Ndak-uzh'a q'amu. It is longest.
Ndak-wah'a. It is too long.
Ndak-angg'a. It is long enough.

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Noun Modifiers :

Noun modifiers always follow the noun, and are commonly used to further identify or express feeling about the noun. Some noun modifiers:

-ra female
-la male
-na plural, several
-nwa one,a
-pa pair of, both
-ji this(by me)
-ju that(by you)
-ja that(over there)
-sha same
-twa other,different
-mbe next
-ngge last
-sa which?
-nga no, not one
-mu all,every
-zhu many, much
-zhi few,little(quantity)
-kwe group, collection, mass of
-ke piece of
-za sort, kind of
-pwa bad,unpleasant
-mba small,diminutive,dear
-ndu big
-gwa lacking respect,damn
-kwi good, pleasant, "regular"
-ngga so-called
-bwa person,human
-cho spirit,ghost
-ko inanimate, material, stuff
-vi abstract
-ga tool
-jwa food
-zu venerated (honorific)

These are as close as Abakwi gets to having gender, and may be used to link pronouns (a, e etc.) to the nouns they refer to , but they are always optional.

The 'plural' marker, -na is used less than in English, and would never be combined with markers such as -pa, -mu (dual, all).

The 'honorific', -zu may be applied to objects but rarely to persons, except as a form of wabeche.

These markers can be stressed for emphasis, especially -sa, -ja, -sha.
-sa usually receives stress wherever it appears.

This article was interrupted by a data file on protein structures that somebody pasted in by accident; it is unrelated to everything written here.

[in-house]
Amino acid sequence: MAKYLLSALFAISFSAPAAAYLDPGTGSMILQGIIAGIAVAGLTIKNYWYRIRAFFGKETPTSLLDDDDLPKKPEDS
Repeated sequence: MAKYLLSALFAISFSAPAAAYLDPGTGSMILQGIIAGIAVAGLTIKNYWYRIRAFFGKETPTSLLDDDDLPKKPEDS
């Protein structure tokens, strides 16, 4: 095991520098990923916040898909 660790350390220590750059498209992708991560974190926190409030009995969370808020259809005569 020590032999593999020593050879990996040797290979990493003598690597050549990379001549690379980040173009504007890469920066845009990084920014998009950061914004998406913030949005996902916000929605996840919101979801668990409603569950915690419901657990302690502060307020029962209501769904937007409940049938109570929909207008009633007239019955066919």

Nik-ab'i q'abala-nga. I saw no house.
Nik-ab-ang'i q'abala(-nwa). I did not see a house.
Nik-ab-as'u q'abala? Did you see the house?
Nik-ab'u q'abala-sa? You saw which house?
Nik-ab'u q'abala-za-sa? You saw what kind of house?


Possessives are formed by -d+pronoun :
adungga-di my drum
adungga-du your drum
adungga-da his/her drum
adungga-dara her drum
adungga-dana their drum
adungga-na-dala his drums
a-di mine

Of course, there is really no difference between the noun-modifier -di (my) and the phrase d'i (I have). All noun-modifiers may have originally been phrases, some of them becoming reduced through frequent use.

In the ordering of noun-modifiers, "unbound" ones (-di, -ji, -sha, etc.) which are clearly derived from phrases, can be freely ordered for emphasis, and always follow "bound" modifiers (-ra, -la, -na, etc.)


aba-ji This bone
aba-ju That bone (by you)
aba-ja That bone (over there)

aba-na-ji These bones


-ji,-ju,-ja, -sha may function as definite articles, though the definite article is usually omitted.